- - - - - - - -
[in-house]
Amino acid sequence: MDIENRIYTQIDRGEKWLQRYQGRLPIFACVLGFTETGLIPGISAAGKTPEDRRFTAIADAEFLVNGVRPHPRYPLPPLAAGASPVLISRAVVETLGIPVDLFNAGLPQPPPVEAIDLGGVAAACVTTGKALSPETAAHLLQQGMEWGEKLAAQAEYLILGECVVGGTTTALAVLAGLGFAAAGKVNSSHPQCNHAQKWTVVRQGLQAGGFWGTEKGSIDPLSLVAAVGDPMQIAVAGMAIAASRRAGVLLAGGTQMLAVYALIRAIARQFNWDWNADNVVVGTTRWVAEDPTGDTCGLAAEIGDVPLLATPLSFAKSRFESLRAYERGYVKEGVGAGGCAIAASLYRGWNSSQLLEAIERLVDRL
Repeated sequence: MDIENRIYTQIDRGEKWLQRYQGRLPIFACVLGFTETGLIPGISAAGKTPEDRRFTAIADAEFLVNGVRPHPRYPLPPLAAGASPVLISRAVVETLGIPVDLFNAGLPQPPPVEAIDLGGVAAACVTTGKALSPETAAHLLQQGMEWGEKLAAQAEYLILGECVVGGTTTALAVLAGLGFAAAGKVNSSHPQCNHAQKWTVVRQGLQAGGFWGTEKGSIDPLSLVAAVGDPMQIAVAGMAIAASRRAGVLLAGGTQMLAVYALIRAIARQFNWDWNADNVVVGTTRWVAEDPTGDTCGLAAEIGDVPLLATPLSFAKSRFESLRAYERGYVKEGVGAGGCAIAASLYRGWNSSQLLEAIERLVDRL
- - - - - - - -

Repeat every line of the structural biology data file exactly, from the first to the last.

[in-house]
Amino acid sequence: MDIENRIYTQIDRGEKWLQRYQGRLPIFACVLGFTETGLIPGISAAGKTPEDRRFTAIADAEFLVNGVRPHPRYPLPPLAAGASPVLISRAVVETLGIPVDLFNAGLPQPPPVEAIDLGGVAAACVTTGKALSPETAAHLLQQGMEWGEKLAAQAEYLILGECVVGGTTTALAVLAGLGFAAAGKVNSSHPQCNHAQKWTVVRQGLQAGGFWGTEKGSIDPLSLVAAVGDPMQIAVAGMAIAASRRAGVLLAGGTQMLAVYALIRAIARQFNWDWNADNVVVGTTRWVAEDPTGDTCGLAAEIGDVPLLATPLSFAKSRFESLRAYERGYVKEGVGAGGCAIAASLYRGWNSSQLLEAIERLVDRL
Repeated sequence: MDIENRIYTQIDRGEKWLQRYQGRLPIFACVLGFTETGLIPGISAAGKTPEDRRFTAIADAEFLVNGVRPHPRYPLPPLAAGASPVLISRAVVETLGIPVDLFNAGLPQPPPVEAIDLGGVAAACVTTGKALSPETAAHLLQQGMEWGEKLAAQAEYLILGECVVGGTTTALAVLAGLGFAAAGKVNSSHPQCNHAQKWTVVRQGLQAGGFWGTEKGSIDPLSLVAAVGDPMQIAVAGMAIAASRRAGVLLAGGTQMLAVYALIRAIARQFNWDWNADNVVVGTTRWVAEDPTGDTCGLAAEIGDVPLLATPLSFAKSRFESLRAYERGYVKEGVGAGGCAIAASLYRGWNSSQLLEAIERLVDRL